Belgium observed a minute of silence during a national day of mourning on Friday for the 28 victims, including 22 children, killed in a Tuesday night bus crash as they returned from a skiing trip in the Swiss Alps.
AFP - Belgians observed a minute of silence and church bells tolled across the grieving nation Friday as the bodies of 22 children and six adults killed in a Swiss coach crash were flown home.
Soldiers carried small white coffins out of two military planes after they landed near Brussels, a day after parents undertook the traumatic task of identifying their children in Switzerland and visited the crash site.
As Swiss officials sought to find the cause of Tuesday night's accident, children, parents and teachers clutched hands in the courtyards of two schools in Heverlee and Lommel during a national day of mourning.
With flags flying at half-mast, Belgians everywhere held a minute of silence at 11:00 am (1000 GMT) before church bells rang in remembrance of the young victims whose deaths have shocked the nation.
Broadcasters went quiet while drivers of buses, metros and trains switched off their engines for a minute as Belgium coped with an outpouring of grief for children who were no older than 11 or 12.
In the central town of Heverlee, pupils released white balloons as adults sobbed days after a bus carrying 46 children, four teachers and two drivers slammed into an Alpine tunnel wall as they returned from a week-long ski trip.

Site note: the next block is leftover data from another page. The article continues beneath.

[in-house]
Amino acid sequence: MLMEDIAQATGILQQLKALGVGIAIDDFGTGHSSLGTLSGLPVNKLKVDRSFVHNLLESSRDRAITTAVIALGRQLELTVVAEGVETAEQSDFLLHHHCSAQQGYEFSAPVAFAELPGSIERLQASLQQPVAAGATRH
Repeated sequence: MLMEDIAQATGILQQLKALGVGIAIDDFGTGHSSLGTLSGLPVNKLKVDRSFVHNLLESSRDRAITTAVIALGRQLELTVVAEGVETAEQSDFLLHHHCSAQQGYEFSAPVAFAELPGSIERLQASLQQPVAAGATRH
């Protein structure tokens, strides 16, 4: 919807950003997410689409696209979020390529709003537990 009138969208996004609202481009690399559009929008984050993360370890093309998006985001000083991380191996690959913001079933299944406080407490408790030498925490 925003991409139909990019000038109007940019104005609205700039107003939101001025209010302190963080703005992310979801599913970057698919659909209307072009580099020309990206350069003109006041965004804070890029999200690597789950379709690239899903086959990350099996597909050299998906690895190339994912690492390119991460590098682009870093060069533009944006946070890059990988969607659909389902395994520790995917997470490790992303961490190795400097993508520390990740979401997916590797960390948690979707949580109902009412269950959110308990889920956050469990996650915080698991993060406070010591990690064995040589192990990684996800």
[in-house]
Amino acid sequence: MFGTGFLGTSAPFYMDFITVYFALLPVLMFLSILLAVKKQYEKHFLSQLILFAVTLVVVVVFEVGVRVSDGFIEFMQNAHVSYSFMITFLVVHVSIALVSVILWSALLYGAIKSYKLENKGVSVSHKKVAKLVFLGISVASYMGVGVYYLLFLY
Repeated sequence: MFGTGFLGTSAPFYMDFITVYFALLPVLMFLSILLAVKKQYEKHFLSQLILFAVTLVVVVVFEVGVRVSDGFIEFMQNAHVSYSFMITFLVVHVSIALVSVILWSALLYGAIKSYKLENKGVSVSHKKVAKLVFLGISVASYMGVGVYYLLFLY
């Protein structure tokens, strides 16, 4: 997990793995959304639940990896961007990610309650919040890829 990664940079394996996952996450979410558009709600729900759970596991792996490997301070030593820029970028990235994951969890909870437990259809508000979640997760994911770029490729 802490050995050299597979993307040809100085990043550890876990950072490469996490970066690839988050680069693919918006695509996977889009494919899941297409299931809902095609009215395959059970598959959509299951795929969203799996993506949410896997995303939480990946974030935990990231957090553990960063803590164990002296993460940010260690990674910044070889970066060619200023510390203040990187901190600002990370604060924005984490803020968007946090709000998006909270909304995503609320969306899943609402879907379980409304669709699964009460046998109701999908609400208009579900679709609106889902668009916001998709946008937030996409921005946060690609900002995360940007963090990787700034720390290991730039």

"It is very important to feel like we are all united," said Marie Pia, a mother of three who lives near Heverlee's Sint-Lambertus school. "Today, the north and the south of Belgium are united."
Six of the 24 children injured in the horrific accident returned home overnight. Fourteen others were to return later Friday while four of the children were in too grave a condition to leave Swiss hospitals.
The coffins of the 28 victims were escorted back to their hometowns.
The dead include 22 Belgian nationals and six Dutch children. One of the children had dual British-Belgian nationality.
In the Netherlands, Dutch Prime Minister Mark Rutte said his "entire cabinet feels the same: shock, powerlessness and especially deep compassion for all those affected".
Flowers, teddy bears, candles and notes have been left by well-wishers at the gates of the two Catholic primary schools in Heverlee and Lommel, located near the Dutch border.
In Lommel, where 15 of the 22 young victims studied, children, teachers and parents began a minute of silence that continued for five minutes. Two members of school staff also died in the accident.
The toll at the 't Stekske school of around 200 children, whose name means "the little matchstick" in Dutch, was particularly high, apparently because this group was seated at the front of the bus when it hit the wall head-on.
"The whole town, the whole province, all of Belgium supports the families of the victims. It's very important," said a teary Dirk De Vroede, 54.
Members of the Belgian and Dutch royal families were invited by the parents of the victims to memorial ceremonies in both towns next Wednesday.
Back in Switzerland, investigators sought to unravel the cause of the tragedy, with news reports saying the bus driver had tried to play a DVD shortly before the crash, suggesting a "moment of distraction" may be to blame.
This claim was rejected by the man's employer and dismissed as speculation by Swiss police.
After police said they did not believe the driver had been speeding, Swiss authorities said there would be a rethink about safety designs in the 2.5-kilometre (1.5-mile) tunnel.
It is believed that the coach clipped a kerb before it slammed into the wall of a rectangular emergency stop area.
A 100 kilometre (60-mile) per hour speed limit was also questioned by the press.
Date created : 2012-03-16